Long wait for Hawaii vote spurs call for more voter centers

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FILE - In this Nov. 3, 2020, file photo, a long line of people waiting to vote stretches around City Hall on Election Day, in Honolulu. Voter advocates say Hawaii should set up more voter service centers after a last-minute surge of voter interest led to hours-long lines for in-person voting on Election Day even as the state shifted to a vote-by-mail system for casting ballots. (AP Photo/Marco Garcia, File)

HONOLULU – Voter advocates say Hawaii should set up more voter service centers after a last-minute surge of interest led to hours-long lines for in-person voting on Election Day even as the state switched to a vote-by-mail system for casting ballots.

Overall, the state’s vote-by-mail election appears to have been a big success, leading to record numbers of voters participating. More than 69% of registered voters cast ballots, the highest ratio for the state since 1994. The overwhelmingly majority voted by mail.

Even so, there were hundreds of people in line at Oahu's two voter services centers when polls were scheduled to close at 7 p.m. Tuesday. It took about four hours for the line at the Kapolei center to clear, delaying the release of election results until about 11:30 p.m.

Honolulu’s election administrator and lawmakers expressed skepticism that more facilities would make the difference. Sen. Chris Lee, one of the authors Hawaii's vote-by-mail law, said increasing the number of voter service centers is something that could be considered, but boosting education to get voters to act before Election Day would be effective to prevent a recurrence.

Hawaii's law calls for ballots to be mailed to all registered voters. Voters may return their ballots through the mail or to specialized drop boxes. The law also gives voters the option to vote in person at voter service centers, where people may also register to vote or get help with casting a ballot. The centers were open Monday through Saturday for two weeks starting Oct. 20.

Sandy Ma, the executive director of Common Cause Hawaii, a nonpartisan organization that advocates for good government, said she has been calling for more of these centers ever since she learned last year there would only be eight spread around the state.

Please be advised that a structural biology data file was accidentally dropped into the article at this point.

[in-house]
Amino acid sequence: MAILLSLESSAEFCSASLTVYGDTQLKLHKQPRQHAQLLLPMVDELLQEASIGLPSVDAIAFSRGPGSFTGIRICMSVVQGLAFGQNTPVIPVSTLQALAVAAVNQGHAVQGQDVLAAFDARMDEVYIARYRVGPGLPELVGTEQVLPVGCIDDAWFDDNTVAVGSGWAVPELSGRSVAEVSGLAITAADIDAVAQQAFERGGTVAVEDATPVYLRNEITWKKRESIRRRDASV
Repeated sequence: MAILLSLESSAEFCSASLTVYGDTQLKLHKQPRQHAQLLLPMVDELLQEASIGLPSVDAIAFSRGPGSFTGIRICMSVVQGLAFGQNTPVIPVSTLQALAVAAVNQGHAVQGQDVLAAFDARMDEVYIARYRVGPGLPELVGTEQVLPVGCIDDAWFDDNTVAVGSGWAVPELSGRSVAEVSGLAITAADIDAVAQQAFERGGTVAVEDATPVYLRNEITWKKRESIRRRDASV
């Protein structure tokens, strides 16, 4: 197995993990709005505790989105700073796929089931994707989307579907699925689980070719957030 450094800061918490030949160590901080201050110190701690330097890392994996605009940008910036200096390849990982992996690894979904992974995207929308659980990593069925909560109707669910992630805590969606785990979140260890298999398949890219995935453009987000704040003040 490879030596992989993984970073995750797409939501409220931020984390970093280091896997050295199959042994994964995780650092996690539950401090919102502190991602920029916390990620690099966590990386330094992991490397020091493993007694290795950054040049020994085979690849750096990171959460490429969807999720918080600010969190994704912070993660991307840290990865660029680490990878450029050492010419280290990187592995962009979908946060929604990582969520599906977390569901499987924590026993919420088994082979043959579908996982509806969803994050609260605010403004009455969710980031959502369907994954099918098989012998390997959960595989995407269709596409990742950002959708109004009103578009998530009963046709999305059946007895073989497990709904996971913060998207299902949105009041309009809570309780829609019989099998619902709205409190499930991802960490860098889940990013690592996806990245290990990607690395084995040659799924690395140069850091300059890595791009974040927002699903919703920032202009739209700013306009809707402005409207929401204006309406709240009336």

She said Common Cause supports vote-by-mail because it improves voter turnout and allows voters to study their electoral choices in the comfort of their homes. Yet she said some people need in-person voting. Students and homeless individuals, for example, move a lot and may not get their ballot in the mail. Or people may need language translation or help reading their ballot.

Ma said people waited between two to four hours on Tuesday at the two voter centers on Oahu, an island with about 549,000 registered voters. Common Cause volunteers reported lines lasting one to two hours on Maui Island and in Kailua-Kona on the Big Island.

Rex Quidilla, the Honolulu elections administrator, attributed the long lines in part to the large numbers who showed up to register to vote or update their voter registration information. Voter registration takes time and can't be automated, he said.

Another factor was people who view voting in person on Election Day as sacrosanct and something they wanted to do.

Quidilla said 4,520 people showed up to vote on Tuesday on Oahu. About 40 percent of them were registering to vote as well.

This number compares with an average of about 1,000 who showed up at the centers each day over the previous 12 days.

Lee said more education to make people aware that they can vote early and not at the last minute would help, as would efforts to counter misinformation that mail-in ballots are vulnerable to fraud.

Lee said unfounded allegations by President Donald Trump and others about voting by mail made some question whether they should vote by mail even though there is no evidence such problems are widespread. Lee said voting by mail is in many ways more secure, given the signatures and bar codes on mail-in ballots and the option voters have to go online to check the status of their ballots.

Lee said the intent in Hawaii was to maximize voting. The record-breaking turnout “is a huge win for everybody,” he said.

"And so now the question is, how do you tweak the process going forward to account for some of these unforeseen situations and improve it so that next election we can break records all over again and get a whole new generation of people involved?” Lee said.